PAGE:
It’s very common, for example, to meet women called María José or men called José María.

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Is this Spain’s most ‘grotesque’ bull festival?

Twisting and grunting, a terrified bull with burning balls of tar attached to its horns charges into the darkness in a small town in Spain. Organisers don't want the general public to see the footage as "they know it's not culture, it's animal abuse," say activists.

Is this Spain's most 'grotesque' bull festival?

Animal rights campaigners have called for a ban on a centuries-old festival in the medieval town of Medinaceli, calling it animal abuse.

The ironically named Toro de Júbilo – “Bull of Joy” – is an event which typically takes place on the second weekend in November.

Spanish anti-animal cruelty party PACMA has said it is mulling legal action against organisers of the event.

“This grotesque tradition continues to be celebrated even though we are no longer in the Stone Age,” it tweeted.

You can watch footage of the event in the YouTube video below. It is age-restricted given the graphic nature of the event.

Just before midnight on Saturday, a group of mostly men dressed in matching grey uniforms drag the bull into a makeshift bullring set up in the main square of the Castilla y León town.

They then tie the bull to a wooden post and attach balls of highly flammable tar to its horns as hundreds of people watch behind barriers. 

They cake mud to the animal’s back and face in an effort to protect it from the flames, before setting the tar balls alight.

Participants then release the bull into the square, covered in sand for the occasion, to cheers and applause from the crowd.

fire bull festival medinaceli

The bull is caged for several hours in a small box and covered in mud before the depraved spectacle begins. (Photo by CESAR MANSO / AFP)

The bull frantically shakes its head to try to rid itself of the burning balls of tar as it races around the square.

Revellers then jump into the ring and attempt to dodge the bull in a purported test of courage. Some dangle a cape in front of it.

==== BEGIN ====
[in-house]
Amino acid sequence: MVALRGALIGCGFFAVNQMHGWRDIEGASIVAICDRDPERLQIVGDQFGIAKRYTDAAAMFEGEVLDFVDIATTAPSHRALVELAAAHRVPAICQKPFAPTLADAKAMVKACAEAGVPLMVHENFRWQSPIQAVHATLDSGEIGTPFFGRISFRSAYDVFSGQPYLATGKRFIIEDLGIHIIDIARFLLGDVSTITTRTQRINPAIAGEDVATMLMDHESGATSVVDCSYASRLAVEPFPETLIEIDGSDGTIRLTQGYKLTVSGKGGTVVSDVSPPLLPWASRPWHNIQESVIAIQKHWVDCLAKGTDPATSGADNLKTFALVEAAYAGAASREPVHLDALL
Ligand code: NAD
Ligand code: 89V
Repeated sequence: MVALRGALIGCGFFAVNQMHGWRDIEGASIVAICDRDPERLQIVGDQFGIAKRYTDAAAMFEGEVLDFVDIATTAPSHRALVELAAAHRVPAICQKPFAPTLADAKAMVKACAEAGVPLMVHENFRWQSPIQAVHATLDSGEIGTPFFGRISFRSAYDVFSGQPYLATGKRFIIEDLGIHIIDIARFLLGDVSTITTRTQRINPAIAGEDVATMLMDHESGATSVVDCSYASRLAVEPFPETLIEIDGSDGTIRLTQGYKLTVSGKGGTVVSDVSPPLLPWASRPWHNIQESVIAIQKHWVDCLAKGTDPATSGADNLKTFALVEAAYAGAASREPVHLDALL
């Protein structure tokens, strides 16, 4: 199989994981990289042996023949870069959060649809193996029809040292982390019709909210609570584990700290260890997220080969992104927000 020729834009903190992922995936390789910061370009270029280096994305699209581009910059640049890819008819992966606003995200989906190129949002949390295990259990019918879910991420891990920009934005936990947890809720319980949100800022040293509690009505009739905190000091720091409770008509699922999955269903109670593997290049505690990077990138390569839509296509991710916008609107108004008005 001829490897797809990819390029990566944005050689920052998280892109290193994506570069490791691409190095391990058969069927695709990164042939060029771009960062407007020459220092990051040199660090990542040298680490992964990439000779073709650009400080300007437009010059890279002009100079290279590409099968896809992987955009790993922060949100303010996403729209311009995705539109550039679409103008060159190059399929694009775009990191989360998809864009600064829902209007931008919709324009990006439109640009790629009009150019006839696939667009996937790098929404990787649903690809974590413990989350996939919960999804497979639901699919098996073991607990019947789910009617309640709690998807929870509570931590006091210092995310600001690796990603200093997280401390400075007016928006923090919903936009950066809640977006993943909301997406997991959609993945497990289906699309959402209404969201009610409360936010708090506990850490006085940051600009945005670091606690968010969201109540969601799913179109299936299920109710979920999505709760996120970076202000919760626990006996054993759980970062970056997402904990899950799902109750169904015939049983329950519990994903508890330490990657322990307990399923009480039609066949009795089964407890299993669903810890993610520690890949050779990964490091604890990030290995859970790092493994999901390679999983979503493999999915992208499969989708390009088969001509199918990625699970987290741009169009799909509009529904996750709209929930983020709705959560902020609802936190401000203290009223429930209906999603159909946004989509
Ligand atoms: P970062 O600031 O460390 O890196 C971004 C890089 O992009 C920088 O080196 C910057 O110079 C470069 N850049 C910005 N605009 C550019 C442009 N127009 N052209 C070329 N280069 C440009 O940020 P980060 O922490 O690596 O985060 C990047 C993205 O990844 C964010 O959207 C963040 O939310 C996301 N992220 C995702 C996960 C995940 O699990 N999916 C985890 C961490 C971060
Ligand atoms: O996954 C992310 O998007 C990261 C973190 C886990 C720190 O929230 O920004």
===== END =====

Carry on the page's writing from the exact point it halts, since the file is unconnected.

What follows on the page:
This continues for about 20 minutes until the flammable balls on its horns go out and the bull collapses. It is then dragged out of the ring.

‘Simply animal abuse’

The bull’s life is traditionally spared at the end of the event.

But in the 2022 edition the animal died after another young, castrated bull – which organisers sent into the bullring to guide him out of the arena – rammed him in the head, the festival said.

Jaime Posada, of the Spanish branch of animal rights group Anima Naturalis, which is also calling for a ban, said the bull is kept in a tight pen for hours before it is dragged into the square.

“It can’t move, it can hardly sit down, so it is stressed simply from that,” he told AFP.

Participants attach flammable balls to the bull’s horns before releasing it. (Photo by CESAR MANSO / AFP)

Participants declined to be interviewed, and PACMA and other opponents of the fiesta said locals prevented them from filming the ritual.

“Why are they afraid? Basically because they know that this is not culture, it’s simply animal abuse and they enjoy doing it,” Posada said.

The festival, however, is one of the main events for Medinaceli, which is home to around 650 people.

The regional government of Castilla y León has even given the festival a special cultural status.

The Medinaceli town hall did not respond to a request to comment.

There is growing opposition among Spaniards to the hundreds of bull festivals which take place in Spain, but in rural communities in particular, many people still support these old traditions involving varying degrees of torture and distress for the bulls, and in many cases death.

Another controversial bull festival is El Toro de la Vega in Tordesillas near Valladolid, which sees one bull hunted to the death through the town’s streets by lancers on horseback and some on foot.